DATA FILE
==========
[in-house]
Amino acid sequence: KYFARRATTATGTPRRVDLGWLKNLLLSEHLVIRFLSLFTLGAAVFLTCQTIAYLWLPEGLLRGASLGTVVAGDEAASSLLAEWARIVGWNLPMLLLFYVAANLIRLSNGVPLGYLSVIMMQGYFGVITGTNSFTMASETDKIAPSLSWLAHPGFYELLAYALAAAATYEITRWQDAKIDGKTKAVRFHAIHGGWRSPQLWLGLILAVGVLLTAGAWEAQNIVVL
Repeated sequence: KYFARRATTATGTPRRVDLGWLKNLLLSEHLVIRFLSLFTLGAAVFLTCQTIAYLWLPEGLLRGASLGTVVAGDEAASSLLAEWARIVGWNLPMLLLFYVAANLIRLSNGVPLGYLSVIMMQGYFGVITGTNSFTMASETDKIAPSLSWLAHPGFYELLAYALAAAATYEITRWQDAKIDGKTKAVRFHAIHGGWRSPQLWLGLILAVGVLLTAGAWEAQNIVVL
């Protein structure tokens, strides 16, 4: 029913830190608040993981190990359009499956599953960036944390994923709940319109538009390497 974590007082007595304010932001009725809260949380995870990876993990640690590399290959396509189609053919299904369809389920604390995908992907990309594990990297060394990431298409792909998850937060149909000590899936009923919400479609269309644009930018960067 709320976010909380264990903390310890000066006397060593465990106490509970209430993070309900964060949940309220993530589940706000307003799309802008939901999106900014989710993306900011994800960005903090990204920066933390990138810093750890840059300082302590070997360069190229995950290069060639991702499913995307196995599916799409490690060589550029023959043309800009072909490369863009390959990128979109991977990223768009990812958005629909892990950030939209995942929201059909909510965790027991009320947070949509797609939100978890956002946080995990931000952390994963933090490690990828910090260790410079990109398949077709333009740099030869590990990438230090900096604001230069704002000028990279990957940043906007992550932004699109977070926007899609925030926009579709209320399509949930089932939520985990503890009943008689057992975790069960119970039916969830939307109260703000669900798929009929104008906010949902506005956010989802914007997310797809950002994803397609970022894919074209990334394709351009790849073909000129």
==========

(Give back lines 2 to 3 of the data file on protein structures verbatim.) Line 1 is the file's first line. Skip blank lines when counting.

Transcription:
Amino acid sequence: KYFARRATTATGTPRRVDLGWLKNLLLSEHLVIRFLSLFTLGAAVFLTCQTIAYLWLPEGLLRGASLGTVVAGDEAASSLLAEWARIVGWNLPMLLLFYVAANLIRLSNGVPLGYLSVIMMQGYFGVITGTNSFTMASETDKIAPSLSWLAHPGFYELLAYALAAAATYEITRWQDAKIDGKTKAVRFHAIHGGWRSPQLWLGLILAVGVLLTAGAWEAQNIVVL
Repeated sequence: KYFARRATTATGTPRRVDLGWLKNLLLSEHLVIRFLSLFTLGAAVFLTCQTIAYLWLPEGLLRGASLGTVVAGDEAASSLLAEWARIVGWNLPMLLLFYVAANLIRLSNGVPLGYLSVIMMQGYFGVITGTNSFTMASETDKIAPSLSWLAHPGFYELLAYALAAAATYEITRWQDAKIDGKTKAVRFHAIHGGWRSPQLWLGLILAVGVLLTAGAWEAQNIVVL